For, since A is commensurable with C, therefore A has to C the ratio which a number has to a number. [[X. 5](elem.10.5)]

Let it have the ratio which D has to E.

Again, since C is commensurable with B, therefore C has to B the ratio which a number has to a number. [[X. 5](elem.10.5)]

Let it have the ratio which F has to G.

And, given any number of ratios we please, namely the ratio which D has to E and that which F has to G, let the numbers H, K, L be taken continuously in the given ratios; [cf. [VIII. 4](elem.8.4)] so that, as D is to E, so is H to K, and, as F is to G, so is K to L.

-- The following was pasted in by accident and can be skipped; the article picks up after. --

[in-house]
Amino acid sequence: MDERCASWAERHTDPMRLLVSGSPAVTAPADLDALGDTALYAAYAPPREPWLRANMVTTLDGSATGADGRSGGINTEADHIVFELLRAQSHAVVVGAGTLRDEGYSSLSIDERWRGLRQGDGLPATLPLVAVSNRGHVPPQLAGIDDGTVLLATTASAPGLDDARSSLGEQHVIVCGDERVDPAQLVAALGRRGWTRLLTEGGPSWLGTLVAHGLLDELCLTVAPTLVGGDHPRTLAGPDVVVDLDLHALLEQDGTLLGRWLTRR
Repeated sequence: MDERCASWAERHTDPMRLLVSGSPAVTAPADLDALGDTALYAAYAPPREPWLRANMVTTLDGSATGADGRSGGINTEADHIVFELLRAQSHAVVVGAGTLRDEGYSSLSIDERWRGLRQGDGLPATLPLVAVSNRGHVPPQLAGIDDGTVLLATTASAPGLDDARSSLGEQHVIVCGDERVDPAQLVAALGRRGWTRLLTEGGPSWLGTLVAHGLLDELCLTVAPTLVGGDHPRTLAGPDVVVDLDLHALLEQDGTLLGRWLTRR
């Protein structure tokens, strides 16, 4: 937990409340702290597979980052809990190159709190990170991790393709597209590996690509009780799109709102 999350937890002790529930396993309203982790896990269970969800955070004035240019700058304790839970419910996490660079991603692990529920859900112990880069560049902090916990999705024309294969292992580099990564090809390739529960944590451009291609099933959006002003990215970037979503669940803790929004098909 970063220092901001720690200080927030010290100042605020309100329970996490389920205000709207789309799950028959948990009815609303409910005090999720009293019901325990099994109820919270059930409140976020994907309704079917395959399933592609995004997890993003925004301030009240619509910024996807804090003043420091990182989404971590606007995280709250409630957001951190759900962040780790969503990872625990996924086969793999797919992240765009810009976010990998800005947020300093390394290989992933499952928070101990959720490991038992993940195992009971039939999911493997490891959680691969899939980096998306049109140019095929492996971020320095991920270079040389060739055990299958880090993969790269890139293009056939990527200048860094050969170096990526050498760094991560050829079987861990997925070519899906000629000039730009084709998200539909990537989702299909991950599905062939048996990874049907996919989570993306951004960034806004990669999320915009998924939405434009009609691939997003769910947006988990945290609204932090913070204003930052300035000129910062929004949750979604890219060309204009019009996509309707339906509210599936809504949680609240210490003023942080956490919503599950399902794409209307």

Since, then, as A is to C, so is D to E, while, as D is to E, so is H to K, therefore also, as A is to C, so is H to K. [[V. 11](elem.5.11)]

Again, since, as C is to B, so is F to G, while, as F is to G, so is K to L, therefore also, as C is to B, so is K to L. [[V. 11](elem.5.11)]

But also, as A is to C, so is H to K; therefore, ex aequali, as A is to B, so is H to L. [[V. 22](elem.5.22)]

Therefore A has to B the ratio which a number has to a number; therefore A is commensurable with B. [[X. 6](elem.10.6)]

Therefore etc. Q. E. D.